Monday, May 12, 2008
Ride, Terri, Ride
My parents specialized in outside toys. Outside toys meant we weren't playing inside. When you have five kids in eight years, outside is a good idea.
When I graduated from kindergarten, I got my first bicycle. It was 1967 and like all other transportation at the time, bicycles were cool. I got a purple banana seat bike. I was cool. The only problem was, my dad didn't believe in training wheels — throughout my entire childhood my dad didn't believe in safety nets, but that's another story.
So I had to learn to ride without training wheels. Oh, and my dad believed I should teach myself. All of those comfy, cozy images of a parent running along with a kid on a bike and letting go … yeah, that didn't happen.
I couldn't ride in the street, either until I learned to ride. This was interesting. I had to learn to ride in the driveway and many times the car was in the driveway. Are there any other fascinating elements we can add to this scenario? Oh, yes, the rose bushes beside the driveway … you get the picture.
But, this little 6-year-old girl was determined, and despite the bumps and bruises from cracking into the car, and the lacerations provided by thorny rose bushes, I learned to ride. I lived on that bike for most of my childhood.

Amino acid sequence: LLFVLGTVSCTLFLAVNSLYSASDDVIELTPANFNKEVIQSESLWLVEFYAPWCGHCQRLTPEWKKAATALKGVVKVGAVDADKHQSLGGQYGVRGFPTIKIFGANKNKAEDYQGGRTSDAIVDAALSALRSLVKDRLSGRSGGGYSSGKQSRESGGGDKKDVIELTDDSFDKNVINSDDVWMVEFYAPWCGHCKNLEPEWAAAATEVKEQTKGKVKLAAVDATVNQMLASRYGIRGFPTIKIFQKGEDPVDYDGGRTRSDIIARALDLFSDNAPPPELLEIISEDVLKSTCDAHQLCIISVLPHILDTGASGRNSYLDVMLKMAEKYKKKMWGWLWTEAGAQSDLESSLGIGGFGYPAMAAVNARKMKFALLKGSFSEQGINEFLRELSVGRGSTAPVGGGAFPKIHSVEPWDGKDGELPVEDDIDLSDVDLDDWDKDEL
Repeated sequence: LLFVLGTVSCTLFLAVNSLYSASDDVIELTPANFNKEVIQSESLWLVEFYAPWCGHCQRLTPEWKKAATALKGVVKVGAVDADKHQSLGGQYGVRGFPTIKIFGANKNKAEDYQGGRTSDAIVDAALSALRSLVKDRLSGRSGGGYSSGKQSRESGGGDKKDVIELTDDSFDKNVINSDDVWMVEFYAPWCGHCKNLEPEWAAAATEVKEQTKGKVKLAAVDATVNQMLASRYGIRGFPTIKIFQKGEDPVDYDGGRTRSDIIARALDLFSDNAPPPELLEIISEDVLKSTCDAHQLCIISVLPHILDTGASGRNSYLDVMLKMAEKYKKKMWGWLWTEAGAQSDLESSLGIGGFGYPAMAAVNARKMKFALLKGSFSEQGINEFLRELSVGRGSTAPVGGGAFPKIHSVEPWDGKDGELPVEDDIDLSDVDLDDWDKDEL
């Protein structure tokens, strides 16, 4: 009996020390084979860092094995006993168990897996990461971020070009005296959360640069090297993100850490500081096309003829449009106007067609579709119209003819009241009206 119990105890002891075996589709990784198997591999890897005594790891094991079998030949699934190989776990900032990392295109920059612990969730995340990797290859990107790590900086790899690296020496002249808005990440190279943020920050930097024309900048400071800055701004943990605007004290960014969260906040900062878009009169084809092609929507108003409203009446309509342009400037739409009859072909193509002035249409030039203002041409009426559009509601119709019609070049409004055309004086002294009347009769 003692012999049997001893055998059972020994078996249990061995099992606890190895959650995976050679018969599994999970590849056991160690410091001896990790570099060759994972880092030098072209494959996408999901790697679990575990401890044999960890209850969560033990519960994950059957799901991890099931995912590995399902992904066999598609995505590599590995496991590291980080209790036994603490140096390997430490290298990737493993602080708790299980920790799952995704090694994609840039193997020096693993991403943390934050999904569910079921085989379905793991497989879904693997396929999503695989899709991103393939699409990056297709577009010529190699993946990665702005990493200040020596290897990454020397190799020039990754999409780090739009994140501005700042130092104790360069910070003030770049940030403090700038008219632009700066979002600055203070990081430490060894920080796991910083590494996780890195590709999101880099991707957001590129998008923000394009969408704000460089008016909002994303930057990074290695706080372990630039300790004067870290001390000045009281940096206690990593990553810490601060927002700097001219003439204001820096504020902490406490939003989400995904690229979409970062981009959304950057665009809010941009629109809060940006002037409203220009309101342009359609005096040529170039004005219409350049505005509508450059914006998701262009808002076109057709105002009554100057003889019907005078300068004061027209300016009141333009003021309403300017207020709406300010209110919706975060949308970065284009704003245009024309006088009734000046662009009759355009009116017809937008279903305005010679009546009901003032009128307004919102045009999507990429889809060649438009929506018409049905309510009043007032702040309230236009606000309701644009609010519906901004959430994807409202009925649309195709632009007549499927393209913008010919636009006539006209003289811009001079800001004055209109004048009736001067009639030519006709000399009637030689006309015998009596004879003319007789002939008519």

There were other outside toys, too. We had a swing set and a jungle gym in our backyard. (And we actually had hard dirt under our play equipment.) Yep, the little girl with the fashionable pearl necklace is me. You will notice that I had on a blouse while the boys had on t-shirts. I was feminine. The grumpy boy in the dark blue t-shirt is my brother. The other two boys were our best friends, Cliff and Rusty.
When I was ten, my brother got a pogo stick for Christmas. I could tell you how cruel this was since my brother's disabilities made it hard for him to even walk a straight line, but I'm sure my parents had a reason.
Jimmy didn't see the reason though and he gave the pogo stick to me … after it got left in the driveway and run over by the car and the handle was broken off. But, again, determined, I learned to pogo without a handle. I could pogo a mile without stopping. Looking back it probably shook something loose in my little brain and that would explain some things.
Ah, yes … the magic of childhood. Honestly, it was a rough and tumble childhood, but I wouldn't trade it for anything. I learned to improvise. I learned to take a fall and get up and go on. I learned to avoid the thorns. And I learned to savor the sunshine on my head and the wind through my hair as I rode a purple banana-seat bicycle across the West Texas desert.